On a night when most were tuned in to see who would win the White House, Spokane Valley City Hall was packed with residents Tuesday wondering if they would be taxed to heat their own homes.
Several spoke against the proposed 6-percent utility tax, which would replace an existing 6-percent telephone tax earmarked for road maintenance in the city. However, public outcry had already seen the first-reading of the proposed ordinance removed from the Nov. 8 council agenda.
The scheduled public hearing on the issue remained, though, prompting angry citizens to question the “surprise” of a new tax along with its possible effect on those on fixed incomes.
“When is asphalt more important than people?” Greenacres resident Mary Pollard asked the City Council, which scheduled the hearing against Election Night coverage. “This is an overreaching kind of thing.”
The proposed tax would not only be levied against power usage, but also water, natural gas, garbage and sewer use. Since Spokane Valley is served by multiple utility districts, the impacts to each are not widely known.
Many, however, notified their customers that the council would be discussing the issue Tuesday and stated that potential tax increases could be passed on to users.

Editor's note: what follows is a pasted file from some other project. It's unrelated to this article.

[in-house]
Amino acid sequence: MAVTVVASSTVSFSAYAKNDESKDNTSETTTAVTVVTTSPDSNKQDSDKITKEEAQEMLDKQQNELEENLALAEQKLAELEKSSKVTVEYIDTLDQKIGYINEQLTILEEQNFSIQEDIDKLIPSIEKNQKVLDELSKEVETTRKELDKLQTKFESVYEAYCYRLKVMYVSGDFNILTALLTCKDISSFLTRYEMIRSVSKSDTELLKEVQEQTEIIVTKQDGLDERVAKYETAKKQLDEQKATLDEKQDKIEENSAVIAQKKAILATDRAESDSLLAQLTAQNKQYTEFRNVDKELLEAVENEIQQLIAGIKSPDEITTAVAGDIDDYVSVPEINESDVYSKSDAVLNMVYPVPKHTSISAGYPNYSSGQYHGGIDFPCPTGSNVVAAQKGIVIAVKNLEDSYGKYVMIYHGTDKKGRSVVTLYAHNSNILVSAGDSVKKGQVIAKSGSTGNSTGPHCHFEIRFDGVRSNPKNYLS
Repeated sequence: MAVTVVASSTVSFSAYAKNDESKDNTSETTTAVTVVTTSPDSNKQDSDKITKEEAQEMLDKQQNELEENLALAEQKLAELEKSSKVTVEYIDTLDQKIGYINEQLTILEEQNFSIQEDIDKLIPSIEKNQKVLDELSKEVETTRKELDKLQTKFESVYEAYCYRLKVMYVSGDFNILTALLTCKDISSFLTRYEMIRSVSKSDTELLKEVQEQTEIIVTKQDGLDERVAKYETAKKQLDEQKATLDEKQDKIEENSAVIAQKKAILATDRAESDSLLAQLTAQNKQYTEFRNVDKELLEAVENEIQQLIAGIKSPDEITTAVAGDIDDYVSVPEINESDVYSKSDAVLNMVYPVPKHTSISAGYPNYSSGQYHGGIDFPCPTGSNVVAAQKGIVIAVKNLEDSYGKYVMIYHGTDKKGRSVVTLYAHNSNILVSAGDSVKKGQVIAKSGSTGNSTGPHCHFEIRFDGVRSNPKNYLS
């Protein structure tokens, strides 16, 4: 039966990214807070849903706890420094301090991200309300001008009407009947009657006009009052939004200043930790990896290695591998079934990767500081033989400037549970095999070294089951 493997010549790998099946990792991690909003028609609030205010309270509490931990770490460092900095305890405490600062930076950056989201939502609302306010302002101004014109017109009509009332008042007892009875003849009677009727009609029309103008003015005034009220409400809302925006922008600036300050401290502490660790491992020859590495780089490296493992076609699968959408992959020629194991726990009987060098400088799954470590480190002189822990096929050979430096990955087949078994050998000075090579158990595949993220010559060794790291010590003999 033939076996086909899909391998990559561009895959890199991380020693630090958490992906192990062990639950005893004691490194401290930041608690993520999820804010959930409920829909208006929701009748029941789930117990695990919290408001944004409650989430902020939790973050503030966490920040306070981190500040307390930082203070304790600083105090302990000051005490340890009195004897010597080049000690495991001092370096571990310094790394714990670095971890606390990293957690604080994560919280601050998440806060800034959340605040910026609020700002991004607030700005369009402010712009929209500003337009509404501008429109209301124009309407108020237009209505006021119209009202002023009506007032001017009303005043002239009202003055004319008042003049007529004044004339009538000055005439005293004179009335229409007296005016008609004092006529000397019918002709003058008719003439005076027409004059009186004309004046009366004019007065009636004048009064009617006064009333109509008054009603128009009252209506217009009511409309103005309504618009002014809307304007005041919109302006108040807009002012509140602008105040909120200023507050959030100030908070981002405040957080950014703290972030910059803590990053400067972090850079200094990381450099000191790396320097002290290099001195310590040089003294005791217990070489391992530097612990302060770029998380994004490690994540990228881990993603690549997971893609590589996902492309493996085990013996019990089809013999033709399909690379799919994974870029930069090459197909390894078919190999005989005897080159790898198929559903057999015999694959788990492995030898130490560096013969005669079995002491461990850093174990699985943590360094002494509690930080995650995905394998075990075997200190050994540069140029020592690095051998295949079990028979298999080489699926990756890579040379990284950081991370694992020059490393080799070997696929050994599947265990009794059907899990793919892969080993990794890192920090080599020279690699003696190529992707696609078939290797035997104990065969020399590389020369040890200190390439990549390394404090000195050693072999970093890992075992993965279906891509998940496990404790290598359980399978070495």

“It is unfortunate that the city of Spokane Valley is imposing a utility tax on water, which is a basic need for life,” Ty Wick, general manager of Spokane County Water District 3, wrote. “The new tax will disproportionally impact low-income persons and persons on fixed incomes the most.”
Wick added that, if approved, the district “would have no choice but to increase water rates accordingly…”
The tax would generate over $7 million per year, which would cover the nearly $6.5 million city officials believes it needs to maintain roadways. The existing phone tax, as more and more switch away from landlines, only generates about $2.3 million and continues to decrease.
With the proposed tax removed from the agenda, Katherine Morgan, president and CEO of the Greater Spokane Valley Chamber of Commerce, said she looks forward to working with city leaders to discuss the issue further at a meeting in December.
Meanwhile, the council will hold a meeting with utility officials next Thursday, Nov. 17, at 8:30 a.m. at City Hall, 11707 E. Sprague, to discuss the issue along with other matters.